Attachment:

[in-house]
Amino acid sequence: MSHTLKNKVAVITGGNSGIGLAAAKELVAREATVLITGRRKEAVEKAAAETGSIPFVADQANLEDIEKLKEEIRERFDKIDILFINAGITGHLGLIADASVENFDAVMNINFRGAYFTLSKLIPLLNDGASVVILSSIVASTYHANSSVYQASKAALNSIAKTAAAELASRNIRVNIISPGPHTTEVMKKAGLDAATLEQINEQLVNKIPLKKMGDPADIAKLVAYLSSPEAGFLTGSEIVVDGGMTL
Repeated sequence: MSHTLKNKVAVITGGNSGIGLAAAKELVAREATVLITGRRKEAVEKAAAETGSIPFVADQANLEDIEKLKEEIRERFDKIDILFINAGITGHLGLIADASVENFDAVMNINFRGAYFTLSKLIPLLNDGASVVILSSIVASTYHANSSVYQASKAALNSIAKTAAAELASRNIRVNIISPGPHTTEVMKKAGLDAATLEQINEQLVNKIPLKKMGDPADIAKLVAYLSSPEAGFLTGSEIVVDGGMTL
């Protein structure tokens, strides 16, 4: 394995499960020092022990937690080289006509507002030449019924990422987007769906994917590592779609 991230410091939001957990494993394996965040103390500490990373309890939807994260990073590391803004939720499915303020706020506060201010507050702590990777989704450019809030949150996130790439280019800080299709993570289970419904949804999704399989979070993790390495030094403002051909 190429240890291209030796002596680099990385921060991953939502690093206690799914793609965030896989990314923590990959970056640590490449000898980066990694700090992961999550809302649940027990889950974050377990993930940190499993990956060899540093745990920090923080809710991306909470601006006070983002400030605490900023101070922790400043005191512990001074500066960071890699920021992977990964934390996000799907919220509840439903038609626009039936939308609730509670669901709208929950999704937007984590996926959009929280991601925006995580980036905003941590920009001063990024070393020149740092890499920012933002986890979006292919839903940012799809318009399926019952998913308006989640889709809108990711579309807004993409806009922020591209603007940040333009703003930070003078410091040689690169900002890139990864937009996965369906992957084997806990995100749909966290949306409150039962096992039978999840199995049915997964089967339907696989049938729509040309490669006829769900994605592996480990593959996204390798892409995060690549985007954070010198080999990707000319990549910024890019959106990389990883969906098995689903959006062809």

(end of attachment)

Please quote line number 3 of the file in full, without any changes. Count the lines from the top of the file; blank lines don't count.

Repeated sequence: MSHTLKNKVAVITGGNSGIGLAAAKELVAREATVLITGRRKEAVEKAAAETGSIPFVADQANLEDIEKLKEEIRERFDKIDILFINAGITGHLGLIADASVENFDAVMNINFRGAYFTLSKLIPLLNDGASVVILSSIVASTYHANSSVYQASKAALNSIAKTAAAELASRNIRVNIISPGPHTTEVMKKAGLDAATLEQINEQLVNKIPLKKMGDPADIAKLVAYLSSPEAGFLTGSEIVVDGGMTL